Directing, Comedy Series: Gail Mancuso, “Modern Family,” ABC.
Writing, Comedy Series: Tina Fey, Tracey Wigfield, “30 Rock,” NBC.
Miniseries or Movie: “Behind the Candelabra,” HBO.
Actor, Miniseries or Movie: Michael Douglas, “Behind the Candelabra,” HBO.
Actress, Miniseries or Movie: Laura Linney, “The Big C: Hereafter,” Showtime.
Supporting Actor, Miniseries or Movie: James Cromwell, “American Horror Story: Asylum,” FX.
Supporting Actress, Miniseries or Movie: Ellen Burstyn, “Political Animals,” USA.
Directing, Miniseries or Movie: Steven Soderbergh, “Behind the Candelabra,” HBO.
Writing, Miniseries or Movie: Abi Morgan, “The Hour,” BBC America.
Reality-Competition Program: “The Voice,” NBC.
Variety Series: “The Colbert Report,” Comedy Central.
Writing, Variety Series: “The Colbert Report,” Comedy Central.
Directing, Variety Series: Don Roy King, “Saturday Night Live,” NBC.
Choreography: Derek Hough, “Dancing With the Stars,” ABC.

Bob Newhart Finally Gets his Emmy Award


Bob Newhart is the proud owner of an Emmy Award that took five decades to come his way.

The 84-year-old actor-comedian shed tears as he accepted the Emmy, his first ever, at Sunday’s creative arts Emmy awards in Los Angeles. The ceremony honors technical and other achievements in television.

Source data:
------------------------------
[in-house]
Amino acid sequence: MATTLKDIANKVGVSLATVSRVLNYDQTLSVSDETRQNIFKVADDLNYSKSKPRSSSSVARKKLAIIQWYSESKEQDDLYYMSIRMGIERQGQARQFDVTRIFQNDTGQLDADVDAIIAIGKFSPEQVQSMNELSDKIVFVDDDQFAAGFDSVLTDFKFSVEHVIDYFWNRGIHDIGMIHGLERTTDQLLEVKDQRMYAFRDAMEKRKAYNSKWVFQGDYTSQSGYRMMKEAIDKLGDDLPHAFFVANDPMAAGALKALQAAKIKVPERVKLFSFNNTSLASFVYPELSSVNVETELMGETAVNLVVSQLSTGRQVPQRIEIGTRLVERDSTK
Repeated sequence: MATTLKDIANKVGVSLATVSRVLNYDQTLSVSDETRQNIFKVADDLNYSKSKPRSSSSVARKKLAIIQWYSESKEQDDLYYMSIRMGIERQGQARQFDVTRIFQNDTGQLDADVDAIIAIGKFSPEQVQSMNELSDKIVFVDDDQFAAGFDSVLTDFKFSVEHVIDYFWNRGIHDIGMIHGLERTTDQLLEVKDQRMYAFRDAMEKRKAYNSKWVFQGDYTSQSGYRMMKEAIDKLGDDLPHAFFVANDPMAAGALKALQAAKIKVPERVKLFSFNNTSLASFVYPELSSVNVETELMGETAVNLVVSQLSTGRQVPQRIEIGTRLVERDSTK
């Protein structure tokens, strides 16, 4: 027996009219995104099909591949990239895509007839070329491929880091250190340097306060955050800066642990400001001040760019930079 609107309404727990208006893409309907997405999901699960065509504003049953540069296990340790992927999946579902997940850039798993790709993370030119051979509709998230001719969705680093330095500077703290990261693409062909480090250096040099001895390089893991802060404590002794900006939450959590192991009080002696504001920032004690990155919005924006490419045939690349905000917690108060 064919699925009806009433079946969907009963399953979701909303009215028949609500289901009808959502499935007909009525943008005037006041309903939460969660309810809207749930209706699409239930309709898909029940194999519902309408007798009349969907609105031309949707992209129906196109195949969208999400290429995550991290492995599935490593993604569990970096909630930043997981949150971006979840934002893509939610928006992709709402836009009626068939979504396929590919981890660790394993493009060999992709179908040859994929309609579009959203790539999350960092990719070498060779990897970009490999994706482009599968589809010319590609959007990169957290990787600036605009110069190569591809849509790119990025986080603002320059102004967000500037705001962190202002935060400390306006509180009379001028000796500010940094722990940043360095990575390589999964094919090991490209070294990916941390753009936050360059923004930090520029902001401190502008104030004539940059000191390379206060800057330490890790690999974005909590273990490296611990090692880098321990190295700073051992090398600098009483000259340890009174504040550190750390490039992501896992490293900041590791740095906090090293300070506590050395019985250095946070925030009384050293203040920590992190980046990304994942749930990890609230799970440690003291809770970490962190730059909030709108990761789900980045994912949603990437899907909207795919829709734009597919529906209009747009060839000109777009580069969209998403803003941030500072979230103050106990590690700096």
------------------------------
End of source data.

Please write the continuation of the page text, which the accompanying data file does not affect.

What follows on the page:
Newhart was honored as best guest actor in a comedy series for his role on “The Big Bang Theory” as science teacher Professor Proton.

Newhart’s long TV history includes the 1970s “The Bob Newhart Show,” “Newhart” in the 1980s and “Bob” in the `90s. His first TV series was a variety show that aired in 1961.

The creative arts Emmys traditionally are held the week before the main Emmy ceremony. Neil Patrick Harris will host next Sunday’s ceremony on CBS. (AP)

6 Additions to ‘SNL,’ New ‘Update’ Co-Anchor Named

NBC says “Saturday Night Live” has added six featured players to its roster.

Beck Bennett, John Milhiser, Kyle Mooney, Mike O’Brien, Noel Wells and Brooks Wheelan will join the troupe as “SNL” enters its 39th season on Sept. 28.

Meanwhile, “SNL” executive producer Lorne Michaels says longtime “Weekend Update” anchor Seth Meyers will be joined at the “Update” desk by Cecily Strong. Last season was strong’s first as an “SNL” regular.

Michaels says the plan has Strong initially sharing the “Update” desk with Meyers, then going solo when he begins hosting “Late Night” in February. An alternative option might find Meyers remaining as “Update” co-anchor even after starting his “Late Night” duties.

Michaels’ remarks were first reported in The New York Times. (AP)